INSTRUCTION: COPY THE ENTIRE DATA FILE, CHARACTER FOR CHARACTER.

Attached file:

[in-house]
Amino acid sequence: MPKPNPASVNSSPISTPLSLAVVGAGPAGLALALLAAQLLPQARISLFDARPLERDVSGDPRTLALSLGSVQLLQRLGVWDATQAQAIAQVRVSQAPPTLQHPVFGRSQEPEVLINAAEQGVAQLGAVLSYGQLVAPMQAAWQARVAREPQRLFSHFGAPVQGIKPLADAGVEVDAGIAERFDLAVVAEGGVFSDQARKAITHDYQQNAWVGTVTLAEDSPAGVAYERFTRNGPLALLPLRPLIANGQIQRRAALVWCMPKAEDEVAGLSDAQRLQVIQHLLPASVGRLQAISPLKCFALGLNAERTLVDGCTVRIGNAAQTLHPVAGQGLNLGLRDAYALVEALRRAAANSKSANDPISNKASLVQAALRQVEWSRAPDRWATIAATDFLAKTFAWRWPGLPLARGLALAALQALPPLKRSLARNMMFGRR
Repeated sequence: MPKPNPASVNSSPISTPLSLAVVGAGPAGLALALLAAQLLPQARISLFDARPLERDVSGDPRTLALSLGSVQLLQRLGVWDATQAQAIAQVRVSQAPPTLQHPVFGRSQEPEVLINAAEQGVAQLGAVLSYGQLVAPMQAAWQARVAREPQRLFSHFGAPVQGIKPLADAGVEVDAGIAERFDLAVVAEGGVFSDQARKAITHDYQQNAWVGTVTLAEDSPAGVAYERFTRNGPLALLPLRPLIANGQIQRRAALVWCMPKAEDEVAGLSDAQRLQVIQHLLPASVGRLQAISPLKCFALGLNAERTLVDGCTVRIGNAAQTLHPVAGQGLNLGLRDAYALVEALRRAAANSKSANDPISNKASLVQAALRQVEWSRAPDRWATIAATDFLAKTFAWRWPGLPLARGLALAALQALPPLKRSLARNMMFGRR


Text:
[in-house]
Amino acid sequence: MPKPNPASVNSSPISTPLSLAVVGAGPAGLALALLAAQLLPQARISLFDARPLERDVSGDPRTLALSLGSVQLLQRLGVWDATQAQAIAQVRVSQAPPTLQHPVFGRSQEPEVLINAAEQGVAQLGAVLSYGQLVAPMQAAWQARVAREPQRLFSHFGAPVQGIKPLADAGVEVDAGIAERFDLAVVAEGGVFSDQARKAITHDYQQNAWVGTVTLAEDSPAGVAYERFTRNGPLALLPLRPLIANGQIQRRAALVWCMPKAEDEVAGLSDAQRLQVIQHLLPASVGRLQAISPLKCFALGLNAERTLVDGCTVRIGNAAQTLHPVAGQGLNLGLRDAYALVEALRRAAANSKSANDPISNKASLVQAALRQVEWSRAPDRWATIAATDFLAKTFAWRWPGLPLARGLALAALQALPPLKRSLARNMMFGRR
Repeated sequence: MPKPNPASVNSSPISTPLSLAVVGAGPAGLALALLAAQLLPQARISLFDARPLERDVSGDPRTLALSLGSVQLLQRLGVWDATQAQAIAQVRVSQAPPTLQHPVFGRSQEPEVLINAAEQGVAQLGAVLSYGQLVAPMQAAWQARVAREPQRLFSHFGAPVQGIKPLADAGVEVDAGIAERFDLAVVAEGGVFSDQARKAITHDYQQNAWVGTVTLAEDSPAGVAYERFTRNGPLALLPLRPLIANGQIQRRAALVWCMPKAEDEVAGLSDAQRLQVIQHLLPASVGRLQAISPLKCFALGLNAERTLVDGCTVRIGNAAQTLHPVAGQGLNLGLRDAYALVEALRRAAANSKSANDPISNKASLVQAALRQVEWSRAPDRWATIAATDFLAKTFAWRWPGLPLARGLALAALQALPPLKRSLARNMMFGRR